En Primeurs 2013…stop shooting please, try it you might like it.
The lonesome cowboy vintage, was heading into a desert of negatives appreciations and sentenced to death before its samples were bottle… Weather & maturing markets, drove Bordeaux in a combo situation and to a somehow very expected, and, unfair bashing…
ONE question remains: Does wines still matter? Yes let’s hope so.
Is it good? Some of it, will it be a bargain? I must say pricing, while going to En Primeurs, was not my prime concern, and then check your arithmetic’s: Bordeaux is heading towards the campaign with low yields as the only argument, mother’s nature call, to counter the pressure of negociants to cutting the price down…at least a little.
So I think the bashing to be very much related to human nature and to the connected our “internet” era. We very much enjoy judging before attempting the trial; plus due to the fact that we are all connected, a good punch line means buzz and traffic on your web-site; but it is bad and showing kind of disrespect to all the persons that did work 200% on this crazy hard vintage.
Considering the arrogance of the Chateaux and Bordeaux being a world wine-wine reference, a bad vintage would allow a deserved spanking…??? I leave this up to you; in case you love wine what follows is a little more interesting. Also please keep in mind while addressing the pricing effect that Chateaux are doing a lot beyond wines, cellars modifications, replanting, technical upgrades, consulting, management, and finally building brands…this is also what you are paying for.
Wine wise, this year is not about weather you heart beats for the left bank or its right side, no you might get lost as wine quality is really not regular within all appellations.
We blind tasted over 150 samples. 60 percent of the reds would deliver too much grip of oak plank on the palate and not much on the nose; this is not good but keep in mind the wines are super young.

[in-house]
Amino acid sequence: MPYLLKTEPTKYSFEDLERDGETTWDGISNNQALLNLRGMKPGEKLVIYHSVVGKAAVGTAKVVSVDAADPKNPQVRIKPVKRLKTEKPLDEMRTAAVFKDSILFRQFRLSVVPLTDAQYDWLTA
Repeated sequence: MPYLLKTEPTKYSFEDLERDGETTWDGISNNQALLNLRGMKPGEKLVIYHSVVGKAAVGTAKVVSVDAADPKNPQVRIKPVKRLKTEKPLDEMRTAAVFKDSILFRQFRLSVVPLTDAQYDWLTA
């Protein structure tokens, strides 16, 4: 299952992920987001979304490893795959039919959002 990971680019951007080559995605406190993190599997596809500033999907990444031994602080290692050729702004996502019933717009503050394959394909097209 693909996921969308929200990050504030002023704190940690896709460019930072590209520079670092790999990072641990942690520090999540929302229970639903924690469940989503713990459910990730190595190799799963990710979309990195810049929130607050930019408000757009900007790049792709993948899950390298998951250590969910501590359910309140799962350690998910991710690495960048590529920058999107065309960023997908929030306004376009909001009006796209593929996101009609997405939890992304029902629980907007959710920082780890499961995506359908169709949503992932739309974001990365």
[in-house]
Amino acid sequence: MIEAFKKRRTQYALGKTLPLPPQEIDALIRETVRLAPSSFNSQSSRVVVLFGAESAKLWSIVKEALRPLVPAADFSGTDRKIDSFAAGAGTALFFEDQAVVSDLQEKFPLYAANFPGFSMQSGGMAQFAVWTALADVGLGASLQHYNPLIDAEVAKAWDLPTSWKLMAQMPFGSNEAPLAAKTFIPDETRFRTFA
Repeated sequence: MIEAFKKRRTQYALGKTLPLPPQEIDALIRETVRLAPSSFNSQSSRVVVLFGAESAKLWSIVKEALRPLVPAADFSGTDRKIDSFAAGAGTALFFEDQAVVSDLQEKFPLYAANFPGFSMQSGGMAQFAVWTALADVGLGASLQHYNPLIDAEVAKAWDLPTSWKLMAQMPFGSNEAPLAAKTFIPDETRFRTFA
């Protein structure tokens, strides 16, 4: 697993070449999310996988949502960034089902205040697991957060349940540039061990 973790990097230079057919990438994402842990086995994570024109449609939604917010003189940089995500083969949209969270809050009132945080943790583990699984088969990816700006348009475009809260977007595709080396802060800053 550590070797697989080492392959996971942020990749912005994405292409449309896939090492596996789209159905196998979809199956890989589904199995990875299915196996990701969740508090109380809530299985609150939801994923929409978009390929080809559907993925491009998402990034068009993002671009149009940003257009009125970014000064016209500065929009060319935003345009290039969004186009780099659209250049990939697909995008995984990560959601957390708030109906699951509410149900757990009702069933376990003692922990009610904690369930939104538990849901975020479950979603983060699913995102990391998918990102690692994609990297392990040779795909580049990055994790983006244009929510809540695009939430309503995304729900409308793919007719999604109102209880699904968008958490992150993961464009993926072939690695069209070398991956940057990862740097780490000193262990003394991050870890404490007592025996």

So considering I am no advocate, I would go in St Emilion for Soutard, La Gaffelière, Clos Fourtet and Dassault, and for Pomerol I d choose Clinet, Gazin and Le Bon Pasteur.
As for Pauillac, Mouton was nice in both red & white oufits, so was Pichon Longueville.
Margaux, stood up for Margaux was very silky and smooth for its red, and the white was amazing. Still in Margaux, Lichine, and Kirwan did a superb job, both estates are neighbours but driven in two very unparallel ways, classic vs ultra modern style; Lascombes and Ferriere were good as well.
Good meaning well balanced.
Dry whites are fresh, most of them are super well balanced meaning Semillon is delivering lots of aromas on the nose, toasted bread, and white fruits, some nice acidity, and a bit of fat and oak.
Sweets? They are revived, sure the mushroom helped there in Sauternes & Barsac…Plus I must say Yquem, after skipping 012 vintage delivered a delicate & floral bombshell.
I am not a fortune teller to state whether or not this banned vintage is a KEEPER or a must buy…It is just showing that wine industry can be a global business, but the juices are not to be standardise.
Then the price war, then Bordeaux to acknowledge a “less good vintage”, then the gossips…The I must say if you love wines and if you know all the efforts putted together to craft a blend of Merlot and Cab with such a growing panic, you must try 013, and acknowledge the hard work of winemakers and farmers…The rest will be all sorted out far away from the chateaux, the journalists, the advocates…IF 2014 turns out delivering nice berries and quantities, Bordeaux will step UP again, silky, smooth, arrogantly good and elegant.